Your credit report and credit score have a massive influence on your personal finances, affecting financial goals and needs both large (e.g., buying a car or even a house) and small (e.g., applying for an apartment or connecting utilities to your residence).
For young adults and consumers without any credit history, building up credit can be a confusing and complicated process. Many financial institutions require a good credit history to open an account on credit, but it can be difficult to build up that credit history without first opening an account.
Despite these complications, consumers still have several options when building a credit score from scratch. Here’s an overview of how these credit scores work and how you can start your credit history off on the right foot.
What Is a Credit Score?
A credit score is a number that reflects your creditworthiness as calculated by a credit bureau. Credit bureaus evaluate all of your existing credit history—including the five key factors outlined below—and use a proprietary formula to calculate a credit score between 300 and 850.
The average credit score in the U.S. hovers in the high 600s. However, individuals with no credit history may have a much lower score, which can impact their access to credit. This credit score has important implications for consumers, affecting their eligibility to open financial accounts as well as the interest rates they are eligible to receive on loans and credit cards.
If you’re new to building credit, this credit score can provide a useful measure of your success in establishing a good credit history that will help you pursue your financial goals.
How Is Your Credit Score Calculated?
Each of the three main credit bureaus (Experian, Equifax, and TransUnion) calculates credit scores in its own way. However, they all take a similar approach and largely use the same credit information.
These proprietary credit score formulas all divide their main criteria for credit score calculations into five key categories:
- On-time payment history (35 percent): This includes payments for your credit cards, utilities bills, student loans, and other debt in repayment.
- Debt utilization ratio (30 percent): Your debt utilization ratio is the amount of credit being used out of your total available credit. In general, borrowers are encouraged to use no more than 30 percent of their available credit card spending limit. Under 10 percent is considered ideal.
- Length of credit history (15 percent): Although there’s no way to speed up this portion of your credit score, keeping accounts open will help you lengthen your credit history and improve this metric.
- New credit accounts (10 percent): Although there’s little credit risk in opening new credit accounts, applying for too much credit within 1-2 years can raise a red flag that causes your score to drop.
- Credit mix (10 percent): To optimize your credit score, seek out a wide range of credit, including credit cards, personal loans, mortgages, and other accounts that are reported to the credit bureaus.
If you notice differences in the credit scores across these various credit reports, this is likely because of the different ways each bureau weighs credit reporting data in its calculations. It is also possible that some credit bureaus will include different information in your credit report, which can affect your score positively or negatively.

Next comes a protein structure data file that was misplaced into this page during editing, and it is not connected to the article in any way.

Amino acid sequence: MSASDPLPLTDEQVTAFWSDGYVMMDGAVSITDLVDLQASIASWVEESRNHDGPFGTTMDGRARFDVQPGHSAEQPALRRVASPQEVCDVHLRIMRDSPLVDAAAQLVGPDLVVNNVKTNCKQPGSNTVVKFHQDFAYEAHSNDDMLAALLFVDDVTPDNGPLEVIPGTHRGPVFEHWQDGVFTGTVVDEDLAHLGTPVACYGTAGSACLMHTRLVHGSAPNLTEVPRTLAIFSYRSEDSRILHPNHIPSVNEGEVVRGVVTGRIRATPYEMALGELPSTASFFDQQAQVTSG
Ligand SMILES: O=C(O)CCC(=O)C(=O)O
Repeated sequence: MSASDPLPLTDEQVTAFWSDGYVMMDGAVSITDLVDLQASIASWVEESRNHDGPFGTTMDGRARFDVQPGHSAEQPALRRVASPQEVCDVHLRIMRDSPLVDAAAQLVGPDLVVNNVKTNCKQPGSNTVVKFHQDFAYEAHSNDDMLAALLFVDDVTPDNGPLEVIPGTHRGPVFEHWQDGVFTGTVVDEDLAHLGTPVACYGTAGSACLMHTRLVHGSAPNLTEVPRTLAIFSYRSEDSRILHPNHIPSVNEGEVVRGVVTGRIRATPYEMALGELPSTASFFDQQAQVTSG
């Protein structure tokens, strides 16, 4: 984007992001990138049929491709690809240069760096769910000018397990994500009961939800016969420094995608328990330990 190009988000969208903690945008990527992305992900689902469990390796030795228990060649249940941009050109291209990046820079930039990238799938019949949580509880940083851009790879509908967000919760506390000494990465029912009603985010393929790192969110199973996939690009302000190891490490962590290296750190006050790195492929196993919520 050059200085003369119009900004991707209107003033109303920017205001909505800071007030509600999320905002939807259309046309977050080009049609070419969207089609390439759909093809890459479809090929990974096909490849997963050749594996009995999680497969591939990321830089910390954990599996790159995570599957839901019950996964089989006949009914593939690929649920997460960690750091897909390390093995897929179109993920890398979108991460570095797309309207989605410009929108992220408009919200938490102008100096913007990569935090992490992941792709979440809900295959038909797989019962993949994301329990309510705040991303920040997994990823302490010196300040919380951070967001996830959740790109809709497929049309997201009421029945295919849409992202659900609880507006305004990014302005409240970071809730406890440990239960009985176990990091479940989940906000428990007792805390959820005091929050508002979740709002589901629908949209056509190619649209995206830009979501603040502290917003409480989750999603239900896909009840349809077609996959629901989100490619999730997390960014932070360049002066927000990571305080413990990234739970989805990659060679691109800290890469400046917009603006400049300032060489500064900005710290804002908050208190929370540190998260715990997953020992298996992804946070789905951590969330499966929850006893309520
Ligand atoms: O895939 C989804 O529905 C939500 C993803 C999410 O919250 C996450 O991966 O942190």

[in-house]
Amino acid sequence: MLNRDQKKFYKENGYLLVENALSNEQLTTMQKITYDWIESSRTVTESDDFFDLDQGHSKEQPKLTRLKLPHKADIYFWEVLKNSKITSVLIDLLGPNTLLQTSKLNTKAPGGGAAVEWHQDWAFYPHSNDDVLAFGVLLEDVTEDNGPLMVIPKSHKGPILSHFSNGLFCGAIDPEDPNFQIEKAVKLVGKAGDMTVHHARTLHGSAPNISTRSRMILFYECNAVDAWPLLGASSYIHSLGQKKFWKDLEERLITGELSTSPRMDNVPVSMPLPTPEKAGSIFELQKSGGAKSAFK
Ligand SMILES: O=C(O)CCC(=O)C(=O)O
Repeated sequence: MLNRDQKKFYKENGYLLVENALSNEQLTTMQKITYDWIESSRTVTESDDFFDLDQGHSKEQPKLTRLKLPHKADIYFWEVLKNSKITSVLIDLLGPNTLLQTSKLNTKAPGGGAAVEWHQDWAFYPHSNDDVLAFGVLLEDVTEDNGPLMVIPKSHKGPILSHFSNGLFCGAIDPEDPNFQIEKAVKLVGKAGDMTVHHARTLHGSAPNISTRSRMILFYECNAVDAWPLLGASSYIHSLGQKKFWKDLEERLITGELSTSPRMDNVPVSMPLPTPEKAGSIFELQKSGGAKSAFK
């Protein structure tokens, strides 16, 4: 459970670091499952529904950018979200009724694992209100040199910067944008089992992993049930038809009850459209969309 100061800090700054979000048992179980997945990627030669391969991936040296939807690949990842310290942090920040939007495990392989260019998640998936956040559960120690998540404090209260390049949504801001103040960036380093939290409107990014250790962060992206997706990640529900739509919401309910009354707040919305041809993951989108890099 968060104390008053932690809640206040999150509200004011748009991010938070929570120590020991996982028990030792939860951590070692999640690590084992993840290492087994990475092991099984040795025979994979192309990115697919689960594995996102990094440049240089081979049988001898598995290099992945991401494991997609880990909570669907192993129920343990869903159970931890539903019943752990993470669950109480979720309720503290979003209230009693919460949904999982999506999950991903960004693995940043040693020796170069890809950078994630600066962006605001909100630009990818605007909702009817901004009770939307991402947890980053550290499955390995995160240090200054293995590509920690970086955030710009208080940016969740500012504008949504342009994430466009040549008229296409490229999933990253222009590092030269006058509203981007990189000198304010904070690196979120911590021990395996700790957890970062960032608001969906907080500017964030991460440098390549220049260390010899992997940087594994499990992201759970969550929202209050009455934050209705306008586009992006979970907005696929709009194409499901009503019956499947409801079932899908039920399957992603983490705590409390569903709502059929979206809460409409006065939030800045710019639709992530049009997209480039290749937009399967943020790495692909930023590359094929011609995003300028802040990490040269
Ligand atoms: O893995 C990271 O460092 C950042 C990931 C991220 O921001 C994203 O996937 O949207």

7 Tips to Build Credit from Scratch
Ready to get started building up your credit? Here are some ways you can make an impact right away:
1. Open a savings or checking account at your local bank.
Although the bank account itself won’t build up your credit score, it will help you develop a relationship with a financial institution that might later be willing to issue a credit card or other form of credit.
2. Ask your local bank if they offer a secured credit card.
This secured credit card doesn’t function quite like a regular credit card, but it will be reported as such to credit bureaus and can help you improve your credit score.
3. Become a co-signer on a loan or an authorized user on someone else’s account.
Co-signing on utilities, student loans, and other debts—with a parent, partner, or someone else you know and trust—can make it easier to get approved for credit and to start building up your credit history.
4. Make on-time payments for all of your bills.
This is one of the easiest and most effective ways to build and maintain a high credit score.
5. When you open a credit card, keep your balance low and pay it off in full every month.
Use new credit accounts responsibly, and you’ll gradually prove yourself worthy of additional credit opportunities.
6. Don’t close any credit accounts in your first few years.
Keeping them open will build up the length of your credit history, improving this important metric.
7. Seek out different types of credit to build out your credit history.
Just remember not to apply for too many credit opportunities too quickly.
It’s Not Too Late to Start Building Credit
Building credit is an important process, but it is just as important to maintain the right financial habits that will help you preserve your credit score and push it higher over time. Fortunately, the steps required to build good credit are available to anyone—even if you’re just getting started managing your own finances.
Want more tips and tricks to lay a good foundation for your financial future? Download The Millennial’s Guide to Personal Finance today.